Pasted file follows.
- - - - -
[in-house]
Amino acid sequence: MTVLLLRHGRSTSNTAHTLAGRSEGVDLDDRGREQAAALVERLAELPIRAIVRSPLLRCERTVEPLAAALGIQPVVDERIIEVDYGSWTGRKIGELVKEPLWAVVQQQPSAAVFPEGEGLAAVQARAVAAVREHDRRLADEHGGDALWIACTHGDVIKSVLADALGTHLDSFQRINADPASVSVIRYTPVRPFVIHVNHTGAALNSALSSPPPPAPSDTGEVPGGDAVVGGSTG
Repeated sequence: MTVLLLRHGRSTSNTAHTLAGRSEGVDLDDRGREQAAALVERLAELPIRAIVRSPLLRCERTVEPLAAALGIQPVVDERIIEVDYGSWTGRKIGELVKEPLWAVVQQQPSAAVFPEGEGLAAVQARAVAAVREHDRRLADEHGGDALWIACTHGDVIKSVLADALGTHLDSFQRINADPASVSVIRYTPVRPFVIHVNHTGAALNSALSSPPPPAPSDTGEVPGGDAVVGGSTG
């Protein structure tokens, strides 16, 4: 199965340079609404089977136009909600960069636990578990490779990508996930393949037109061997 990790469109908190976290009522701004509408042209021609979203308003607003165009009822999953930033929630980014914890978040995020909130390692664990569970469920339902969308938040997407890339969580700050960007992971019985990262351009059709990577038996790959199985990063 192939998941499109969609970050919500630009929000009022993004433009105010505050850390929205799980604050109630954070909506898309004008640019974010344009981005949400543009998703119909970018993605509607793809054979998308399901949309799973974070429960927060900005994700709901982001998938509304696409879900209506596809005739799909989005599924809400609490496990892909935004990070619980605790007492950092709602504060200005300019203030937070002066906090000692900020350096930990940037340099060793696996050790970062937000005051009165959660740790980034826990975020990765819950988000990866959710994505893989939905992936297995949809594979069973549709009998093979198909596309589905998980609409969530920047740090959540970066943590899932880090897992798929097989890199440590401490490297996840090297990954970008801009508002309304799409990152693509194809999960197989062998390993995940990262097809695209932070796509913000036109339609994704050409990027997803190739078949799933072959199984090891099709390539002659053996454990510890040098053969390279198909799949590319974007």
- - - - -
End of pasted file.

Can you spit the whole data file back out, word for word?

[in-house]
Amino acid sequence: MTVLLLRHGRSTSNTAHTLAGRSEGVDLDDRGREQAAALVERLAELPIRAIVRSPLLRCERTVEPLAAALGIQPVVDERIIEVDYGSWTGRKIGELVKEPLWAVVQQQPSAAVFPEGEGLAAVQARAVAAVREHDRRLADEHGGDALWIACTHGDVIKSVLADALGTHLDSFQRINADPASVSVIRYTPVRPFVIHVNHTGAALNSALSSPPPPAPSDTGEVPGGDAVVGGSTG
Repeated sequence: MTVLLLRHGRSTSNTAHTLAGRSEGVDLDDRGREQAAALVERLAELPIRAIVRSPLLRCERTVEPLAAALGIQPVVDERIIEVDYGSWTGRKIGELVKEPLWAVVQQQPSAAVFPEGEGLAAVQARAVAAVREHDRRLADEHGGDALWIACTHGDVIKSVLADALGTHLDSFQRINADPASVSVIRYTPVRPFVIHVNHTGAALNSALSSPPPPAPSDTGEVPGGDAVVGGSTG
């Protein structure tokens, strides 16, 4: 199965340079609404089977136009909600960069636990578990490779990508996930393949037109061997 990790469109908190976290009522701004509408042209021609979203308003607003165009009822999953930033929630980014914890978040995020909130390692664990569970469920339902969308938040997407890339969580700050960007992971019985990262351009059709990577038996790959199985990063 192939998941499109969609970050919500630009929000009022993004433009105010505050850390929205799980604050109630954070909506898309004008640019974010344009981005949400543009998703119909970018993605509607793809054979998308399901949309799973974070429960927060900005994700709901982001998938509304696409879900209506596809005739799909989005599924809400609490496990892909935004990070619980605790007492950092709602504060200005300019203030937070002066906090000692900020350096930990940037340099060793696996050790970062937000005051009165959660740790980034826990975020990765819950988000990866959710994505893989939905992936297995949809594979069973549709009998093979198909596309589905998980609409969530920047740090959540970066943590899932880090897992798929097989890199440590401490490297996840090297990954970008801009508002309304799409990152693509194809999960197989062998390993995940990262097809695209932070796509913000036109339609994704050409990027997803190739078949799933072959199984090891099709390539002659053996454990510890040098053969390279198909799949590319974007």